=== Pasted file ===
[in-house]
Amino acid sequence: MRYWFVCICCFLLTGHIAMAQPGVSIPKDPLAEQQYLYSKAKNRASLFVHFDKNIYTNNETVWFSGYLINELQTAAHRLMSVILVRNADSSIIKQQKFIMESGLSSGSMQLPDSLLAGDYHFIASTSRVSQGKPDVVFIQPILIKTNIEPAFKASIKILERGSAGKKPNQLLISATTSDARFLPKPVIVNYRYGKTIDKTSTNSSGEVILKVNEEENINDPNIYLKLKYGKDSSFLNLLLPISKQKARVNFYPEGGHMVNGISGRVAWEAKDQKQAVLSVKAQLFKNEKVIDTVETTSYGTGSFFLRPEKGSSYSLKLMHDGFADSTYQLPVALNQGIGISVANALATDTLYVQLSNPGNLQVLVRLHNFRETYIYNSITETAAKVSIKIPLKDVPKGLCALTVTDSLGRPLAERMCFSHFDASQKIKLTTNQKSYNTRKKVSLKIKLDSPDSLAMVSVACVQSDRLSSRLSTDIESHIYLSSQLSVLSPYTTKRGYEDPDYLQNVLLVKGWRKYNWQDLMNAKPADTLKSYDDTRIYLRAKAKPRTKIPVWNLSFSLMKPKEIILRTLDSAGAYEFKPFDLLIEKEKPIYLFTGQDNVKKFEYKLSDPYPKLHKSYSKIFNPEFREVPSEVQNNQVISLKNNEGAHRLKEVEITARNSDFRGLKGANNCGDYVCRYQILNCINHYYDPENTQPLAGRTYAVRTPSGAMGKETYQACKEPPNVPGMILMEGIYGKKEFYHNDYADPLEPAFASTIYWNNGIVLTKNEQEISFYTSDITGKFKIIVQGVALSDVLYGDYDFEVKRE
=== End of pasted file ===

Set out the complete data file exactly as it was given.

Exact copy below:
[in-house]
Amino acid sequence: MRYWFVCICCFLLTGHIAMAQPGVSIPKDPLAEQQYLYSKAKNRASLFVHFDKNIYTNNETVWFSGYLINELQTAAHRLMSVILVRNADSSIIKQQKFIMESGLSSGSMQLPDSLLAGDYHFIASTSRVSQGKPDVVFIQPILIKTNIEPAFKASIKILERGSAGKKPNQLLISATTSDARFLPKPVIVNYRYGKTIDKTSTNSSGEVILKVNEEENINDPNIYLKLKYGKDSSFLNLLLPISKQKARVNFYPEGGHMVNGISGRVAWEAKDQKQAVLSVKAQLFKNEKVIDTVETTSYGTGSFFLRPEKGSSYSLKLMHDGFADSTYQLPVALNQGIGISVANALATDTLYVQLSNPGNLQVLVRLHNFRETYIYNSITETAAKVSIKIPLKDVPKGLCALTVTDSLGRPLAERMCFSHFDASQKIKLTTNQKSYNTRKKVSLKIKLDSPDSLAMVSVACVQSDRLSSRLSTDIESHIYLSSQLSVLSPYTTKRGYEDPDYLQNVLLVKGWRKYNWQDLMNAKPADTLKSYDDTRIYLRAKAKPRTKIPVWNLSFSLMKPKEIILRTLDSAGAYEFKPFDLLIEKEKPIYLFTGQDNVKKFEYKLSDPYPKLHKSYSKIFNPEFREVPSEVQNNQVISLKNNEGAHRLKEVEITARNSDFRGLKGANNCGDYVCRYQILNCINHYYDPENTQPLAGRTYAVRTPSGAMGKETYQACKEPPNVPGMILMEGIYGKKEFYHNDYADPLEPAFASTIYWNNGIVLTKNEQEISFYTSDITGKFKIIVQGVALSDVLYGDYDFEVKRE